Act-compliant transactions prior to September 14, 2010, when they become effective.


The foreign account tax compliance provisions in the Act:

  • Impose a 30% withholding tax on payments either to "foreign financial institutions" that fail to identify U.S. accounts and their owners and assets to the IRS, or to nonfinancial foreign entities (such as, corporations and trusts) that do not supply the name, address, and tax identification number of any U.S. individual with at least 10% ownership in the entity. This provision is effective for payments made after December 31, 2012, with some exceptions for grandfathered agreements.
  • Subject dividend equivalent payments included in notional principal contracts, and substitute dividend payments in certain securities-lending and sales-repurchase agreements, in each case, paid to non-U.S. persons, to the same 30% withholding tax levied on dividends paid to non-U.S. persons. This provision is effective for payments made on or after September 14, 2010.
  • Extend bearer-bond tax penalties to any such bonds marketed to non-U.S. investors, and prevent the U.S. government from issuing bearer bonds. This provision is effective after March 18, 2012.
  • Impose penalties as high as $50,000 on U.S. taxpayers who own at least $50,000 in offshore accounts or assets but fail to report the accounts on their annual income tax return. This provision is effective for tax years beginning after March 18, 2010.
  • Levy a 40% penalty on the amount of any understatement attributed to undisclosed foreign assets. This provision is effective for tax years after March 18, 2010.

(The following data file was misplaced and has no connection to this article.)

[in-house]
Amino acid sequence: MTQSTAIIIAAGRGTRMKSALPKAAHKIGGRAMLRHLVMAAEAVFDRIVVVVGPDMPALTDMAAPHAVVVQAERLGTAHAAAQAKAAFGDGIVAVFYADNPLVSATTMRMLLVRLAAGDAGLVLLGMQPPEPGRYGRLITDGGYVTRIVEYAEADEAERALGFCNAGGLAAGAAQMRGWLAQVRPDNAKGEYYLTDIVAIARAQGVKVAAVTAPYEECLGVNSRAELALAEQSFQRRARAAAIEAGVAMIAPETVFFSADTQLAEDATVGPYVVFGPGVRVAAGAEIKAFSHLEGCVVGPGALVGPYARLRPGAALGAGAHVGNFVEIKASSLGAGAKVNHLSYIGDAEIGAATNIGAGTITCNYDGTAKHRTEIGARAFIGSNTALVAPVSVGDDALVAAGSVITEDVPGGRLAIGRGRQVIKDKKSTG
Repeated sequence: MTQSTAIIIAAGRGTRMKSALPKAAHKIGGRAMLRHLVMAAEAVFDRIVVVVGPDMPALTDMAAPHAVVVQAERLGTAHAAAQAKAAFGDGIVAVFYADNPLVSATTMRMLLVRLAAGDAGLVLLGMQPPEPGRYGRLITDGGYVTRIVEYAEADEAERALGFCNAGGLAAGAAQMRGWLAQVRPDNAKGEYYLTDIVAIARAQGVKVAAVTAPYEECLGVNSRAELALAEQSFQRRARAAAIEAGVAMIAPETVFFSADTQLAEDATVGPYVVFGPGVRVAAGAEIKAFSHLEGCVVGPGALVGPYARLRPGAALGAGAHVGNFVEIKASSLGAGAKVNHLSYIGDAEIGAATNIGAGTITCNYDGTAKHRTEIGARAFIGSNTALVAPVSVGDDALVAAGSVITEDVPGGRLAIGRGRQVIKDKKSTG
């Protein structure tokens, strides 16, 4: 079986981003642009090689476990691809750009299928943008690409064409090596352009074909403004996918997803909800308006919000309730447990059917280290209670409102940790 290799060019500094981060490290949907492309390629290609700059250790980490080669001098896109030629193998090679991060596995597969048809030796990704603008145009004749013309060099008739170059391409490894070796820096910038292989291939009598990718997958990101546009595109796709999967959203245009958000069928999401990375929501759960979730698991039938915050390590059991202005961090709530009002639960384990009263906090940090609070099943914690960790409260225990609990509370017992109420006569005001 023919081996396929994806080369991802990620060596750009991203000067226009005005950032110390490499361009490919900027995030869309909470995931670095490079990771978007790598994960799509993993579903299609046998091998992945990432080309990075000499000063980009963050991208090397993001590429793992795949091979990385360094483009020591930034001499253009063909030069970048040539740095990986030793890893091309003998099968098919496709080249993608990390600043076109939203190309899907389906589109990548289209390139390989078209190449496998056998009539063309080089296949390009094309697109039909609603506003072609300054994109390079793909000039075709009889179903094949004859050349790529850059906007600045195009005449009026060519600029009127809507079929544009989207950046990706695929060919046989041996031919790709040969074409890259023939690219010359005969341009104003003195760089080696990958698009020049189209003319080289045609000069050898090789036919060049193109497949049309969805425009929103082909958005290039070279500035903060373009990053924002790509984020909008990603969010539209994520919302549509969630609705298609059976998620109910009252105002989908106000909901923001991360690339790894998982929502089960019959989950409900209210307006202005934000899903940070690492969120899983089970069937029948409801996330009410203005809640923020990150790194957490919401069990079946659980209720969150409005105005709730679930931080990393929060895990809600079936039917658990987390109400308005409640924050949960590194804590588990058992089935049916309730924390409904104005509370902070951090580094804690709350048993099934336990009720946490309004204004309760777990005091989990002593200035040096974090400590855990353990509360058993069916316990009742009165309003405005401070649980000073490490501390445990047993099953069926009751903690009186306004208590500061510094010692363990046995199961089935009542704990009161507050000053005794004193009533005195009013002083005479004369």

• Extend to six years the statute of limitations for omissions exceeding $5,000 and 25% of reported income derived from offshore assets. This provision is effective for returns filed after March 18, 2010, and for returns filed on or before March 18, 2010, if the applicable statute of limitations has not expired as of such date.
  • Require U.S. shareholders in passive foreign investment companies to file annual information returns. This requirement is in addition to the annual reporting requirements for a U.S. holder of an interest in a passive foreign investment company that such holder has elected to treat as a "qualified electing fund." This provision is effective as of March 18, 2010.
  • Permit the IRS to mandate that financial firms file U.S. withholding tax returns electronically, even if they file fewer than 250 returns annually. This provision is effective for returns due after March 18, 2010.
  • Codify U.S. Treasury regulations that treat foreign trusts as having U.S. beneficiaries if any current, future, or contingent beneficiary is a U.S. person. This provision is effective as of March 18, 2010.
  • Permit the IRS to presume that a foreign trust has U.S. beneficiaries if a U.S. person directly or indirectly transfers property to the foreign trust. This provision is effective for transfers of property after March 18, 2010.
  • Establish a $10,000 minimum failure-to-file penalty for some foreign-trust-related information returns. This provision is effective for notices and returns due after December 31, 2009.